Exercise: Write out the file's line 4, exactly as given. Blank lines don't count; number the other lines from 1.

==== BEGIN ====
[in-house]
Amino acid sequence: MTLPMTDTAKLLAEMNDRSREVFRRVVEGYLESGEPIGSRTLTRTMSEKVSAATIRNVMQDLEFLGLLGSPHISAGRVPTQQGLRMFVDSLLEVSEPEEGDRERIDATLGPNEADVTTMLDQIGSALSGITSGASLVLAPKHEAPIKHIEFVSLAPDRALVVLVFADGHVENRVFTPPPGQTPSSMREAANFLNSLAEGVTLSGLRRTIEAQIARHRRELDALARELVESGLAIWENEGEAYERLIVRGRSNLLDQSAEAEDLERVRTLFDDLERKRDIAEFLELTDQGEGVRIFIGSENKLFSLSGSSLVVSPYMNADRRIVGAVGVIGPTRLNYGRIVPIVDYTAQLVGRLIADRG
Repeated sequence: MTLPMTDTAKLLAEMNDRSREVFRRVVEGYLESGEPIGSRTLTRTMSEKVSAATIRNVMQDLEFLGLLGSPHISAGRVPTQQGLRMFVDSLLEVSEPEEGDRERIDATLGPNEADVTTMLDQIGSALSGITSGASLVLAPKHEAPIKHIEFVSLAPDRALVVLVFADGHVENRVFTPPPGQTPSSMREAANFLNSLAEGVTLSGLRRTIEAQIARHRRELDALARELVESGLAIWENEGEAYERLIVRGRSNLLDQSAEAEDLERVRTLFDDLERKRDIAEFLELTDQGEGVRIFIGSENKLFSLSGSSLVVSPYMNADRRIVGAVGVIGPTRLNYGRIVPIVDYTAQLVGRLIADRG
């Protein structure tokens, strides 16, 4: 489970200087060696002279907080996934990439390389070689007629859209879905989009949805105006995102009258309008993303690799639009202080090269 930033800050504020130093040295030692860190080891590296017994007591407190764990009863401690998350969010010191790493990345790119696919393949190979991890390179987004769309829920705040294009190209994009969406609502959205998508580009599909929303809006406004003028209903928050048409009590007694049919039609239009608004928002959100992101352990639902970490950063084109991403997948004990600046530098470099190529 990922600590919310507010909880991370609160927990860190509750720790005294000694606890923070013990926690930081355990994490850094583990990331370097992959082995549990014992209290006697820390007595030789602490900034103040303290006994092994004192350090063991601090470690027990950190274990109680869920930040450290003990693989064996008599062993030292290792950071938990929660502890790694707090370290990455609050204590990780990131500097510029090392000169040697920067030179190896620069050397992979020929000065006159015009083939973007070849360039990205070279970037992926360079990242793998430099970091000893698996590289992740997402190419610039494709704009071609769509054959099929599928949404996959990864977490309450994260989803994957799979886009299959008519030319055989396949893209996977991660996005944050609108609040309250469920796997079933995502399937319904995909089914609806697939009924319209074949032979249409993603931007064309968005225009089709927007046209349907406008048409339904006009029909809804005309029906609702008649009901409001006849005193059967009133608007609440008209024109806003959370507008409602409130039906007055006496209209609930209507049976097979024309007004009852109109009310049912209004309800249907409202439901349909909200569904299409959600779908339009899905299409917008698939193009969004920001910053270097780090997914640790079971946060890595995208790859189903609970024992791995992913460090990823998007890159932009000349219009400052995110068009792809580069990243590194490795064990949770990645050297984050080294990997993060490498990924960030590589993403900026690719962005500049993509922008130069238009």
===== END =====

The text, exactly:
């Protein structure tokens, strides 16, 4: 489970200087060696002279907080996934990439390389070689007629859209879905989009949805105006995102009258309008993303690799639009202080090269 930033800050504020130093040295030692860190080891590296017994007591407190764990009863401690998350969010010191790493990345790119696919393949190979991890390179987004769309829920705040294009190209994009969406609502959205998508580009599909929303809006406004003028209903928050048409009590007694049919039609239009608004928002959100992101352990639902970490950063084109991403997948004990600046530098470099190529 990922600590919310507010909880991370609160927990860190509750720790005294000694606890923070013990926690930081355990994490850094583990990331370097992959082995549990014992209290006697820390007595030789602490900034103040303290006994092994004192350090063991601090470690027990950190274990109680869920930040450290003990693989064996008599062993030292290792950071938990929660502890790694707090370290990455609050204590990780990131500097510029090392000169040697920067030179190896620069050397992979020929000065006159015009083939973007070849360039990205070279970037992926360079990242793998430099970091000893698996590289992740997402190419610039494709704009071609769509054959099929599928949404996959990864977490309450994260989803994957799979886009299959008519030319055989396949893209996977991660996005944050609108609040309250469920796997079933995502399937319904995909089914609806697939009924319209074949032979249409993603931007064309968005225009089709927007046209349907406008048409339904006009029909809804005309029906609702008649009901409001006849005193059967009133608007609440008209024109806003959370507008409602409130039906007055006496209209609930209507049976097979024309007004009852109109009310049912209004309800249907409202439901349909909200569904299409959600779908339009899905299409917008698939193009969004920001910053270097780090997914640790079971946060890595995208790859189903609970024992791995992913460090990823998007890159932009000349219009400052995110068009792809580069990243590194490795064990949770990645050297984050080294990997993060490498990924960030590589993403900026690719962005500049993509922008130069238009």